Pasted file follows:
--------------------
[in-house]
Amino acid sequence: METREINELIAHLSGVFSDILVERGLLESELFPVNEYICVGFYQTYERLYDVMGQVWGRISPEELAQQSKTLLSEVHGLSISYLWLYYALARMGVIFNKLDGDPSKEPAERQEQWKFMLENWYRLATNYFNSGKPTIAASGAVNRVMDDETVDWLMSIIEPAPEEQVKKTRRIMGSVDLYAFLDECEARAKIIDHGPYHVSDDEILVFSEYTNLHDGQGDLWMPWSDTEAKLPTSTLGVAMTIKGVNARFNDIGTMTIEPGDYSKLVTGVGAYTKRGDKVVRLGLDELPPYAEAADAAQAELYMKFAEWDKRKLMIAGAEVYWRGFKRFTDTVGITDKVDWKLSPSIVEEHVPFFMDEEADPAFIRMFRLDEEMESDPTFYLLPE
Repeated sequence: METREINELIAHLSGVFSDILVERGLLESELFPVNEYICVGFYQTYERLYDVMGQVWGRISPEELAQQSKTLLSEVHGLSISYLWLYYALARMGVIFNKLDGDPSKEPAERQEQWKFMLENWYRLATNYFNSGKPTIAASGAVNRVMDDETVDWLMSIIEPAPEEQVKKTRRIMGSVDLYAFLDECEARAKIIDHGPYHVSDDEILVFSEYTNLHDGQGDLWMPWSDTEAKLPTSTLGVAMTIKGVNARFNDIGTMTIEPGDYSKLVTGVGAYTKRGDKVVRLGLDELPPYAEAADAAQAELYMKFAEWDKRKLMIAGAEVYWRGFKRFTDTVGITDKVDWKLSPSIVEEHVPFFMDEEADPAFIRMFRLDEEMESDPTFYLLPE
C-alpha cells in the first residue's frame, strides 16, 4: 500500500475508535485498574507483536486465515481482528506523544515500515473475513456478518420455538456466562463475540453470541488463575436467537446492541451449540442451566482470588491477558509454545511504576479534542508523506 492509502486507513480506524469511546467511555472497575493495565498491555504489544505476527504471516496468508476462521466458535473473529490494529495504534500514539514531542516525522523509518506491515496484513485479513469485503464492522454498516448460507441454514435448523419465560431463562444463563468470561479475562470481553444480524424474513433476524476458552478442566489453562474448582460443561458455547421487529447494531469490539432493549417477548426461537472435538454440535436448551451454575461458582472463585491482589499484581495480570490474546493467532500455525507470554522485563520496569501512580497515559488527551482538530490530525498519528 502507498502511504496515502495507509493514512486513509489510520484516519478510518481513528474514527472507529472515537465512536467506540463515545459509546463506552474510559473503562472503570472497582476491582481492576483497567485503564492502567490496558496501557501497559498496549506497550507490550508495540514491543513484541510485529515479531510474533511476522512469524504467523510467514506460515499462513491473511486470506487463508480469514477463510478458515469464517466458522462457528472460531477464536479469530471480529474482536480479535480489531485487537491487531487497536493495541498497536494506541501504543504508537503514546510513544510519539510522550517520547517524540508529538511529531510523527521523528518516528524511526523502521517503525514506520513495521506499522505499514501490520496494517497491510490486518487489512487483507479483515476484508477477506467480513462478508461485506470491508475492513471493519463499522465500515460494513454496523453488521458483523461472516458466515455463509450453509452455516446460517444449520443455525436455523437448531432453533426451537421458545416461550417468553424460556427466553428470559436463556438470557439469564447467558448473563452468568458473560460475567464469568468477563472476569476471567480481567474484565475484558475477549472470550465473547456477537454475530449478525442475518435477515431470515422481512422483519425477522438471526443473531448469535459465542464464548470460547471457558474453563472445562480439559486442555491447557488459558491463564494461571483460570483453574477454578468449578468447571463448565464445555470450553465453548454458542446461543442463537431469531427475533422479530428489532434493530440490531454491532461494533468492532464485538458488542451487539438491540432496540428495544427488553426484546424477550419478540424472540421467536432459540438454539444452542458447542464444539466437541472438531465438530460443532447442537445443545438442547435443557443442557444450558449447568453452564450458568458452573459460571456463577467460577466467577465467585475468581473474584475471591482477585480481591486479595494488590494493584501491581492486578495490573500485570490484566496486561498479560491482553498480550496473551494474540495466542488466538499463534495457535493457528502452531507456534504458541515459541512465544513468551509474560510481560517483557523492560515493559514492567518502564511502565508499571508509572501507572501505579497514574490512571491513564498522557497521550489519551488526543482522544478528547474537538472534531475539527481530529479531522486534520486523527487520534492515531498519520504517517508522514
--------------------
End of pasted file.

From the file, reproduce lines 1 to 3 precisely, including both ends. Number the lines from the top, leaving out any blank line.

[in-house]
Amino acid sequence: METREINELIAHLSGVFSDILVERGLLESELFPVNEYICVGFYQTYERLYDVMGQVWGRISPEELAQQSKTLLSEVHGLSISYLWLYYALARMGVIFNKLDGDPSKEPAERQEQWKFMLENWYRLATNYFNSGKPTIAASGAVNRVMDDETVDWLMSIIEPAPEEQVKKTRRIMGSVDLYAFLDECEARAKIIDHGPYHVSDDEILVFSEYTNLHDGQGDLWMPWSDTEAKLPTSTLGVAMTIKGVNARFNDIGTMTIEPGDYSKLVTGVGAYTKRGDKVVRLGLDELPPYAEAADAAQAELYMKFAEWDKRKLMIAGAEVYWRGFKRFTDTVGITDKVDWKLSPSIVEEHVPFFMDEEADPAFIRMFRLDEEMESDPTFYLLPE
Repeated sequence: METREINELIAHLSGVFSDILVERGLLESELFPVNEYICVGFYQTYERLYDVMGQVWGRISPEELAQQSKTLLSEVHGLSISYLWLYYALARMGVIFNKLDGDPSKEPAERQEQWKFMLENWYRLATNYFNSGKPTIAASGAVNRVMDDETVDWLMSIIEPAPEEQVKKTRRIMGSVDLYAFLDECEARAKIIDHGPYHVSDDEILVFSEYTNLHDGQGDLWMPWSDTEAKLPTSTLGVAMTIKGVNARFNDIGTMTIEPGDYSKLVTGVGAYTKRGDKVVRLGLDELPPYAEAADAAQAELYMKFAEWDKRKLMIAGAEVYWRGFKRFTDTVGITDKVDWKLSPSIVEEHVPFFMDEEADPAFIRMFRLDEEMESDPTFYLLPE